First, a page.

It’s long been recognized by just about everyone (including OSHA itself) that OSHA’s permissible exposure limits (PELs) are grossly out of date. As we recently covered in the Lifelines article, “The Problem with Relying Too Much on PELs,” most of OSHA’s PELs have not been updated since they were first created almost 40 years ago. In many cases, these PELS are based on studies from the 1950s and 1960s. Consider what we know about lead exposure today versus what we knew in the 1970s, for example.
Today’s workplace regulations don’t reflect anything we’ve learned about the hazards associated with lead over the last 40 years. In construction, federal OSHA’s lead standard requires workers to be removed when their blood lead level (BLL) reaches or exceeds 50 µg/dL and allows workers to return to work when their BLL is below 40 µg/dL. In comparison, California OSHA updated its lead standard in 2011, requiring workers to be removed when their BLL is equal or greater than 30 µg/dL. Under California’s more modern understanding of lead hazards, employees who have been medically removed may only return to work when two blood lead tests taken four weeks apart are less than 15 µg/dL.
A History of Failed PEL Reform
In 1989, OSHA tried to update its PELs and establish new ones. Several industry organizations sued and the court threw out OSHA’s planned update, which became a major setback to formally update the PELs. Since then, the courts have forced OSHA to update PELs one by one.
OSHA gets the blame for having outdated – some would even say nonsensical – exposure limits. The reality is that industry opponents continue to use all the political and economic leverage they can muster against this relatively small government agency, to not only prevent them from updating rules, but to prevent OSHA from issuing non-mandatory protective guidelines. As a result, equipment manufacturers and many employers have had little incentive over the last 50 years to expand worker protections when modernizing or buying new equipment.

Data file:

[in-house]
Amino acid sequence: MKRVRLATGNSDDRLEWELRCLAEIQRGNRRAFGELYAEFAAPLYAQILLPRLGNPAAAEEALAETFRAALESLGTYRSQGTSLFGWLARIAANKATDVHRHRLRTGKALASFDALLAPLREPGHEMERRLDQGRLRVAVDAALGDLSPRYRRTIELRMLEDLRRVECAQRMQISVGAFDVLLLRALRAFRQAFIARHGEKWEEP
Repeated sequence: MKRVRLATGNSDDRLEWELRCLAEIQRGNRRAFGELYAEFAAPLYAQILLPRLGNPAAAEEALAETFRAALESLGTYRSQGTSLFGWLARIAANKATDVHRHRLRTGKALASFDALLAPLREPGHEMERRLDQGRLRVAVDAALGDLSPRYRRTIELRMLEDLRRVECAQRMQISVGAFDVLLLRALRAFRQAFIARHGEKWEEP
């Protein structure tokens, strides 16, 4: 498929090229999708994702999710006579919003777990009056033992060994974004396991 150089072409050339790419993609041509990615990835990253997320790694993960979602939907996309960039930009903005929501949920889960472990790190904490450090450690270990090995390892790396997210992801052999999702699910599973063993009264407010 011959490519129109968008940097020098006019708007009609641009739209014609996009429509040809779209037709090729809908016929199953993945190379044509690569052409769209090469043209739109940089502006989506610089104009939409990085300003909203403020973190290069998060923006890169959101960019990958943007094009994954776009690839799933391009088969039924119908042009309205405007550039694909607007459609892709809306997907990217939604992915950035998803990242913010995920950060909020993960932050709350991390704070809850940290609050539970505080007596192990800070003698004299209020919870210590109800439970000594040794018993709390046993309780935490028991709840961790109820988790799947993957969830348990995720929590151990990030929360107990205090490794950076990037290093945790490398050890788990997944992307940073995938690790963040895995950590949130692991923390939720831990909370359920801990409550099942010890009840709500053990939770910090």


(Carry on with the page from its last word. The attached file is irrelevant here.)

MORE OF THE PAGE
Another Way Forward – OSHA’s General Duty Clause
Under the Obama administration, OSHA tried to address this failure to protect worker health by expanding coverage of its general duty clause to include chemical respiratory hazards covered under existing standards. Prior to this, the general duty clause didn’t extend to existing PELs because those chemical hazards had standards associated with them. This change allowed OSHA compliance officers to use other recognized standards (e.g., ACGIH threshold limit values [TLVs] or biological exposure indices) that are updated regularly and are almost always more stringent than OSHA’s.
For employers, this new interpretation meant that compliance with OSHA PELs was no longer a safe harbor. When workers were experiencing symptoms of chemical exposure, employers had to look to other applicable standards, such as ACGIH TLVs or NIOSH recommended exposure limits. The result would have been better protection for workers against harmful chemical exposures.
Unfortunately, these strengthened worker protections were short-lived. Under intense pressure from industry, OSHA issued a memorandum that rescinded this change. Under the new interpretation, OSHA has reverted back to using the general duty clause “only for respiratory hazards from exposure to an air contaminant that is not covered by an OSHA PEL.” OSHA Area Directors were instructed to ensure that citations under the general duty clause are not based solely on evidence that a measured exposure exceeded a recommended occupational exposure limit, or are not based on the fact that there is a documented exposure to a recognized carcinogen.
The overwhelming majority (85 percent) of safety and industrial hygiene professionals use OSHA’s PELs to monitor hazardous substances and as part of their overall respiratory protection efforts. This is despite it being well-known throughout the profession that OSHA’s PELs are out of date. Reversing this interpretation of the general duty clause removes any reasonable chance that the vast majority of employers will take steps above and beyond OSHA’s outdated PELs to better protect the health of workers.
[Walter Jones is the Fund’s Director of Occupational Safety and Health.]